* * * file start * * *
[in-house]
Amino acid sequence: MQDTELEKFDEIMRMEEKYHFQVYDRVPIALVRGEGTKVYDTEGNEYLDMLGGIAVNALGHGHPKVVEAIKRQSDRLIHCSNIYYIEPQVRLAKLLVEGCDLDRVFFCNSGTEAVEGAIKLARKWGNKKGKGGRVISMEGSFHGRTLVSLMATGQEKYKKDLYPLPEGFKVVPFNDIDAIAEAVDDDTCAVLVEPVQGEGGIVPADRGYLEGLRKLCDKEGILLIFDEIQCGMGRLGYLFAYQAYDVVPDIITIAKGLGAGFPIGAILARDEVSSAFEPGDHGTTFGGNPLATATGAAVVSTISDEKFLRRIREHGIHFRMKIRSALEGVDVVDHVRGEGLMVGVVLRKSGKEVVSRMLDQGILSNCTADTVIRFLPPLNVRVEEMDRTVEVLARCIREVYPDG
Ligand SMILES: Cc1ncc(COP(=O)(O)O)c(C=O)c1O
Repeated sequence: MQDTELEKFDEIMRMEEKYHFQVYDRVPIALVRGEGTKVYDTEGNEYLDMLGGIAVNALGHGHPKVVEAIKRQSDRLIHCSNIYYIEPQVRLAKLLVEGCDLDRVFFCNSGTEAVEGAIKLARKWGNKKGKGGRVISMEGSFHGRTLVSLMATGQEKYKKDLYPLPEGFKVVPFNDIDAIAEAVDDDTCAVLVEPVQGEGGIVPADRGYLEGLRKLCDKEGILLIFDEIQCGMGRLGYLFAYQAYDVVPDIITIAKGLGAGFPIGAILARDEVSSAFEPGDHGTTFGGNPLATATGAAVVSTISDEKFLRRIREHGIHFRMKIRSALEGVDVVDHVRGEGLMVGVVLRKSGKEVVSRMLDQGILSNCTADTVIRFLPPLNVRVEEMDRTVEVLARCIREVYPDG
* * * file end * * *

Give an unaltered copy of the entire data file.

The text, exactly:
[in-house]
Amino acid sequence: MQDTELEKFDEIMRMEEKYHFQVYDRVPIALVRGEGTKVYDTEGNEYLDMLGGIAVNALGHGHPKVVEAIKRQSDRLIHCSNIYYIEPQVRLAKLLVEGCDLDRVFFCNSGTEAVEGAIKLARKWGNKKGKGGRVISMEGSFHGRTLVSLMATGQEKYKKDLYPLPEGFKVVPFNDIDAIAEAVDDDTCAVLVEPVQGEGGIVPADRGYLEGLRKLCDKEGILLIFDEIQCGMGRLGYLFAYQAYDVVPDIITIAKGLGAGFPIGAILARDEVSSAFEPGDHGTTFGGNPLATATGAAVVSTISDEKFLRRIREHGIHFRMKIRSALEGVDVVDHVRGEGLMVGVVLRKSGKEVVSRMLDQGILSNCTADTVIRFLPPLNVRVEEMDRTVEVLARCIREVYPDG
Ligand SMILES: Cc1ncc(COP(=O)(O)O)c(C=O)c1O
Repeated sequence: MQDTELEKFDEIMRMEEKYHFQVYDRVPIALVRGEGTKVYDTEGNEYLDMLGGIAVNALGHGHPKVVEAIKRQSDRLIHCSNIYYIEPQVRLAKLLVEGCDLDRVFFCNSGTEAVEGAIKLARKWGNKKGKGGRVISMEGSFHGRTLVSLMATGQEKYKKDLYPLPEGFKVVPFNDIDAIAEAVDDDTCAVLVEPVQGEGGIVPADRGYLEGLRKLCDKEGILLIFDEIQCGMGRLGYLFAYQAYDVVPDIITIAKGLGAGFPIGAILARDEVSSAFEPGDHGTTFGGNPLATATGAAVVSTISDEKFLRRIREHGIHFRMKIRSALEGVDVVDHVRGEGLMVGVVLRKSGKEVVSRMLDQGILSNCTADTVIRFLPPLNVRVEEMDRTVEVLARCIREVYPDG